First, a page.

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A boy holds a sign at the Texas Capitol on July 8, 2013, the same day speakers at an evening rally said Texas has 80,000 abortions a year (Associated Press, Eric Gay). A boy holds a sign at the Texas Capitol on July 8, 2013, the same day speakers at an evening rally said Texas has 80,000 abortions a year (Associated Press, Eric Gay).

A boy holds a sign at the Texas Capitol on July 8, 2013, the same day speakers at an evening rally said Texas has 80,000 abortions a year (Associated Press, Eric Gay).

By Sue Owen July 10, 2013

Jonathan Stickland says Texas has more than 80,000 abortions each year

CLARIFICATION, 11 a.m., July 11, 2013: We amended this story to clarify that the law requiring a sonogram and a 24-hour wait before an abortion was phased in starting Sept. 1, 2011, an indication that it would not have deterred abortions the whole year.


As the Texas House renewed debate on proposed changes in abortion law July 9, 2013, state Rep. Jonathan Stickland said on Twitter, "Today is about the 80,000+ children" whose "life is stolen" per year in Texas.

That’s a widely used number -- one we even reaffirmed as recently as a June 2013 tweet. But it’s also out of date and too high, according to the latest count finalized by a Texas state agency.

The same 80,000 count was cited during the July 8, 2013, anti-abortion rally at the Texas Capitol, both by state Sen. Donna Campbell, R-New Braunfels, and in a written statement from U.S. Sen. Ted Cruz, R-Texas, that was read aloud. A July 1, 2013, Associated Press guide to the abortion-law fight used the figure as well.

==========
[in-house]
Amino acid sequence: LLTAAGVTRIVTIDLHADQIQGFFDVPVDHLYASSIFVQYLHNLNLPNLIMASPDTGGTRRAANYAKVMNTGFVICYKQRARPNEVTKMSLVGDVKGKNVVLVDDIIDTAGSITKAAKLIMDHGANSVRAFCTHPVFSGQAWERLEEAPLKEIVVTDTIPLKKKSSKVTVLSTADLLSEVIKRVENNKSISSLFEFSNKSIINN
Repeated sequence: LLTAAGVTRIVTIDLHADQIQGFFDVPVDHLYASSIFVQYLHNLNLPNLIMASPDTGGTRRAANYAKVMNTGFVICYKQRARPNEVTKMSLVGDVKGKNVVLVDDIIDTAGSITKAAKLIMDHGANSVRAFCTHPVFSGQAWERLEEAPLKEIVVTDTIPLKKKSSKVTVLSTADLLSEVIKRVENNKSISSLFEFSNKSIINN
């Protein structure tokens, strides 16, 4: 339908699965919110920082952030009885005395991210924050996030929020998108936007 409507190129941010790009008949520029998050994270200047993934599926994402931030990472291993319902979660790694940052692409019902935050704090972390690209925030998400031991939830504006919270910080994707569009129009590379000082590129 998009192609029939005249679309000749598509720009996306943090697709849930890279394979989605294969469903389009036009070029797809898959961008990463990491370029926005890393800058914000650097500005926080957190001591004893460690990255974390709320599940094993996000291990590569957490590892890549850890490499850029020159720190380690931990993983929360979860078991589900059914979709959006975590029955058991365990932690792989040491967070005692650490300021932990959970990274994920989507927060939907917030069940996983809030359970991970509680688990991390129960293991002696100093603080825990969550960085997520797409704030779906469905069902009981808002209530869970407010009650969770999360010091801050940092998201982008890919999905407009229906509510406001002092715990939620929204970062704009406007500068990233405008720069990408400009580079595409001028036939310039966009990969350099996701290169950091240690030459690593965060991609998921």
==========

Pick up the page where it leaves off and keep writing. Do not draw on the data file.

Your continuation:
In February 2011, when state Sen. Dan Patrick, R-Houston, aired the 80,000 figure, we rated his statement as True based on information from Texas’ Department of State Health Services and the New York-based Guttmacher Institute.

The number of Texas abortions reported in 2008 -- the year with the most recent data available at that time -- was 81,591, according to the state agency. The 2008 Texas tally was 84,610, according to Guttmacher, a research group focusing on reproductive health issues.

Luke Macias, a Stickland consultant, told us by email that the Bedford Republican made his claim based on our 2011 article. Macias said, too, that Stickland depended on Guttmacher’s figure for Texas abortions in 2008 when he and fellow Tarrant County lawmakers sent 84,610 pieces of blue and pink paper to state Sen. Wendy Davis, D-Fort Worth, on June 25, 2013, the day she famously filibustered to stall abortion legislation.

The proposed restrictions were reintroduced in a second special session of 2013, which began the first week of July. The legislation would prohibit most abortions after 20 weeks of gestation, require any doctor performing abortions to have admission privileges at a nearby hospital and mandate that abortion clinics be certified as ambulatory surgical centers.

But the number of abortions has decreased since Patrick’s statement, as we wrote in a Feb. 12, 2013, fact-check that drew on newer state information. Austin Democratic state Rep. Donna Howard claimed generally that abortions were decreasing, which was True, we found, on both the state and federal levels.

The Texas tally had dropped for several consecutive years, while nationally the total hovered around 1.2 million from 2005 through 2008, by one analysis, and the number and rate decreased in 2009, according to information analyzed by the Centers for Disease Control and Prevention.

Our story included a chart, emailed to us by agency spokeswoman Carrie Williams, showing reported abortions in Texas rose from 76,121 in 2000 to a peak of 82,056 in 2006, then declined again to a preliminary 2011 total of 72,470.